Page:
Objectives: We sought a method for any reader to quantify the limit, imposed by variability, to sustainably observable R(2) between any baseline predictor and response marker. We then apply this to echocardiographic measurements of mechanical dyssynchrony and response.
Background: Can mechanical dyssynchrony markers strongly predict ventricular remodeling by biventricular pacing (cardiac resynchronization therapy)?
Methods: First, we established the mathematical depression of observable R(2) arising from: 1) spontaneous variability of response markers; and 2) test-retest variability of dyssynchrony measurements. Second, we contrasted published R(2) values between externally monitored randomized controlled trials and highly skilled single-center studies (HSSCSs).
Results: Inherent variability of response markers causes a contraction factor in R(2) of 0.48 (change in left ventricular ejection fraction [ΔLVEF]), 0.50 (change in end-systolic volume [ΔESV]), and 0.40 (change in end-diastolic volume [ΔEDV]). Simultaneously, inherent variability of mechanical dyssynchrony markers causes a contraction factor of between 0.16 and 0.92 (average, 0.6). Therefore the combined contraction factor, that is, limit on sustainably observable R(2) between mechanical dyssynchrony markers and response, is ~0.29 (ΔLVEF), ~0.24 (ΔESV), and ~0.30 (ΔEDV). Many R(2) values published in HSSCSs exceeded these mathematical limits; none in externally monitored trials did so. Overall, HSSCSs overestimate R(2) by 5- to 20-fold (p = 0.002). Absence of bias-resistance features in study design (formal enrollment and blinded measurements) was associated with more overstatement of R(2).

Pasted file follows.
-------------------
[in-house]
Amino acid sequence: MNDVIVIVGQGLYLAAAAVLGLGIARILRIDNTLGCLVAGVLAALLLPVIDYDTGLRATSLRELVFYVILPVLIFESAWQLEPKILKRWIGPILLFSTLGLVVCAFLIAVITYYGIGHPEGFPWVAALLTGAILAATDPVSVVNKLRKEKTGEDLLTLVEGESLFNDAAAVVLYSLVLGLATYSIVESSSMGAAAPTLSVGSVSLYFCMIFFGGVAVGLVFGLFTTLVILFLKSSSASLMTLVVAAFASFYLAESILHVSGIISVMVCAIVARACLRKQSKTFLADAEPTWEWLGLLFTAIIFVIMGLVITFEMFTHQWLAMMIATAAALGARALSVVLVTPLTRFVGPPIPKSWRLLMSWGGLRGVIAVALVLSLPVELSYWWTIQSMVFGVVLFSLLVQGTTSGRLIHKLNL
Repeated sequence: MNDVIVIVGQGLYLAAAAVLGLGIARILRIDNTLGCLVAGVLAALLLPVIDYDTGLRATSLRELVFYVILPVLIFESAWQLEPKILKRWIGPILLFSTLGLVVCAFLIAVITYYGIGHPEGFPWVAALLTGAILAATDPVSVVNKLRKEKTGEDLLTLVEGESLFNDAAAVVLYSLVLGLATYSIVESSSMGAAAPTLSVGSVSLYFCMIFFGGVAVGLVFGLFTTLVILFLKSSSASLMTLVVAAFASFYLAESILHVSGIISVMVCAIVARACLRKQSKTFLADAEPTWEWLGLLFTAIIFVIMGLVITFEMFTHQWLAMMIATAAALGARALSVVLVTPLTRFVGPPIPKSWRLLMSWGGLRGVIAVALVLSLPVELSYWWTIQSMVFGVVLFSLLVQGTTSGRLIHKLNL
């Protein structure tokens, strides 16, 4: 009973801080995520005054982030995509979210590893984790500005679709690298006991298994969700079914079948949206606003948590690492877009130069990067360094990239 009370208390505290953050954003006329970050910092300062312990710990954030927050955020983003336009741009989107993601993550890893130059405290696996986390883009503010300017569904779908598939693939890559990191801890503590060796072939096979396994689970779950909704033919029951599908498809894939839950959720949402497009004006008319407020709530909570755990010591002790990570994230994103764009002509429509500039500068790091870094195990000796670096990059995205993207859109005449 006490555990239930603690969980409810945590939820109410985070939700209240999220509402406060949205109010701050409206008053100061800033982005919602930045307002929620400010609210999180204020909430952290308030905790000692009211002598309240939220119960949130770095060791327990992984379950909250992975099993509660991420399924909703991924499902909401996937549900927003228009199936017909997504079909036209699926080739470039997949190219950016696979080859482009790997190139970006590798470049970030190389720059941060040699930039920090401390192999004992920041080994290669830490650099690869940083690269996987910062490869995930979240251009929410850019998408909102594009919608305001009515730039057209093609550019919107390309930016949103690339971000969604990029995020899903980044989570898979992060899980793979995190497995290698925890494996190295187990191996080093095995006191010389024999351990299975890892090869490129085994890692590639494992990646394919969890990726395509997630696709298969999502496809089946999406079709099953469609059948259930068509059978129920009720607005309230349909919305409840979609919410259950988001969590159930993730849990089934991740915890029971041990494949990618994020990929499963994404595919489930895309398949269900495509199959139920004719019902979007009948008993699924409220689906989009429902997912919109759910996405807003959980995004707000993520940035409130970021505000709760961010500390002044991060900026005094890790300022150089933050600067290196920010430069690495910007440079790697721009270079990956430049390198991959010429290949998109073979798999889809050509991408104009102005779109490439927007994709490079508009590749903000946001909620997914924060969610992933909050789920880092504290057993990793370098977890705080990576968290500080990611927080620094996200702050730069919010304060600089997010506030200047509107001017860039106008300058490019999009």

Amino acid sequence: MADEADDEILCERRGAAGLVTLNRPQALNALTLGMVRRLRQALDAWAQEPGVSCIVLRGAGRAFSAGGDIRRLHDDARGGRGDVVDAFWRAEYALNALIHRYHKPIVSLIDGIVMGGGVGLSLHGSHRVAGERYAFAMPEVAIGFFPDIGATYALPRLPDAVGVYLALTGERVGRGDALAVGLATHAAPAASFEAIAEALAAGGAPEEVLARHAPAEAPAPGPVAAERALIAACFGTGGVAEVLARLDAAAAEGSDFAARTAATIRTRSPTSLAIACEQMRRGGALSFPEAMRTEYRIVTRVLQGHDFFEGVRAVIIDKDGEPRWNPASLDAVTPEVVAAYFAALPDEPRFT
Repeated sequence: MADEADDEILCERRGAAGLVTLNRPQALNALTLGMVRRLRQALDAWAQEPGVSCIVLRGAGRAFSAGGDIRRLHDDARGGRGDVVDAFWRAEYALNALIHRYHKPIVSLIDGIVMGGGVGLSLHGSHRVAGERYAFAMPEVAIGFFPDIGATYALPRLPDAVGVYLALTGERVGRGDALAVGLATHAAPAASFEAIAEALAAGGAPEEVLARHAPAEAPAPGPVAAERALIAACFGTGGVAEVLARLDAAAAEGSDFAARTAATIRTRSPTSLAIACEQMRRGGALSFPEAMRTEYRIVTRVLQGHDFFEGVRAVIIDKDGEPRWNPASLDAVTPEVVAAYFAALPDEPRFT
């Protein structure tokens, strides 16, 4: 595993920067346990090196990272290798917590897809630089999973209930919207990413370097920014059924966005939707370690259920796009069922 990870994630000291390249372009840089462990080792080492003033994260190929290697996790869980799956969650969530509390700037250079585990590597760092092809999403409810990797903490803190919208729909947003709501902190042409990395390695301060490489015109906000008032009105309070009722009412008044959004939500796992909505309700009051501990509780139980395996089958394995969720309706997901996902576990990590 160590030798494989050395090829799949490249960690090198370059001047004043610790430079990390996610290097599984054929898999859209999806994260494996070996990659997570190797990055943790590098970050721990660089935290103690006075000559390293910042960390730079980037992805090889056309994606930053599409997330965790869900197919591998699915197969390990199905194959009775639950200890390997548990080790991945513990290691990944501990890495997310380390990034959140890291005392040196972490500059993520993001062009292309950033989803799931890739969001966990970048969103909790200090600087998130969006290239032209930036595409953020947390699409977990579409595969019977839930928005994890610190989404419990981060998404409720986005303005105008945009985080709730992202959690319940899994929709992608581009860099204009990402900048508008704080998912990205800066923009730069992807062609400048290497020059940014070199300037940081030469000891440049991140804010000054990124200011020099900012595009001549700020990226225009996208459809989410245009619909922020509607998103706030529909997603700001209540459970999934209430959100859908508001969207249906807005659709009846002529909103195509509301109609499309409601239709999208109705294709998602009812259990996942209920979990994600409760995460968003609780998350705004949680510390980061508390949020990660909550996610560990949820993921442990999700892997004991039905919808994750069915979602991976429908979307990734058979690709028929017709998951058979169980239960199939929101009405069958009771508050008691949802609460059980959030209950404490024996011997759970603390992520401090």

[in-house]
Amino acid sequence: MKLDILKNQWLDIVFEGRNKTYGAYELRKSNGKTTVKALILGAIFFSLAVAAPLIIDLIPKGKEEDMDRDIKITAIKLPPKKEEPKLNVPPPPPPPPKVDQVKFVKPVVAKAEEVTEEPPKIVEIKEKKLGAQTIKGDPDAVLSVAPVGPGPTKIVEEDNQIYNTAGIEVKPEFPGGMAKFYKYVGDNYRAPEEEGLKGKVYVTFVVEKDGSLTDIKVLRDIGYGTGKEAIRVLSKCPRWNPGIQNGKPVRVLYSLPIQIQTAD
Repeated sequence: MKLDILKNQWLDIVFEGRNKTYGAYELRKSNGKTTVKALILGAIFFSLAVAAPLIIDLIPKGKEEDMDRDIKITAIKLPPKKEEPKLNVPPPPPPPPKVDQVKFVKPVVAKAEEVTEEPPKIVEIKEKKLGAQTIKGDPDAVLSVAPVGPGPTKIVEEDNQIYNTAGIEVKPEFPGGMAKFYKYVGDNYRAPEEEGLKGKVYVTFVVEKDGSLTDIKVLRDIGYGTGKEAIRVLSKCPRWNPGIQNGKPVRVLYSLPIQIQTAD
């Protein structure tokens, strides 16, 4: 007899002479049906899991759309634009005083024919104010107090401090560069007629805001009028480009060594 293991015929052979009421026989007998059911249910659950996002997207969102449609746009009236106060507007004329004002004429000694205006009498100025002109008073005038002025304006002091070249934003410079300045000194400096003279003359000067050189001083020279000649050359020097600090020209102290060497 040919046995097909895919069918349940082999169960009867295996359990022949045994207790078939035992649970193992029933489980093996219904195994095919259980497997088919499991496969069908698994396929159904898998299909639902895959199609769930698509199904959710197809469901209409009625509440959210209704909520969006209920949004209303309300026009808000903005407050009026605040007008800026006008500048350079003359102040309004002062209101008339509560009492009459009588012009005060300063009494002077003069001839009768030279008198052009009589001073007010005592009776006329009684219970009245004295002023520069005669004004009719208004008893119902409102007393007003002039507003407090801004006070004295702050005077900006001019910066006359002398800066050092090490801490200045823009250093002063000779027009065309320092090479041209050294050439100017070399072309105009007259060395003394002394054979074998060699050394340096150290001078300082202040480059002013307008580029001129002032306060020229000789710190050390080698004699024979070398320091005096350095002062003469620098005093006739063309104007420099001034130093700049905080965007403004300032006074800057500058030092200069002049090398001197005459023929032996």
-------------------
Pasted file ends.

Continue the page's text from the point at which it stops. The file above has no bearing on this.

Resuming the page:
Conclusions: Reports of R(2) > 0.2 in response prediction arose exclusively from studies without formally documented enrollment and blinding. The HSSCS approach overestimates R(2) values, frequently breaching the mathematical ceiling on sustainably observable R(2), which is far below 1.0, and can easily be calculated by readers using formulas presented here. Community awareness of this low ceiling may help resist future claims. Reliable individualized response prediction, using methods originally designed for group-mean effects, may never be possible because it has 2 currently unavailable and perhaps impossible prerequisites: 1) excellent blinded test-retest reproducibility of dyssynchrony; and 2) response markers reproducible over time within nonintervened individuals. Dispassionate evaluation, and improvement, of test-retest reproducibility is required before any further claims of strong prediction. Prediction studies should be designed to resist bias.
Copyright © 2012 American College of Cardiology Foundation. Published by Elsevier Inc. All rights reserved.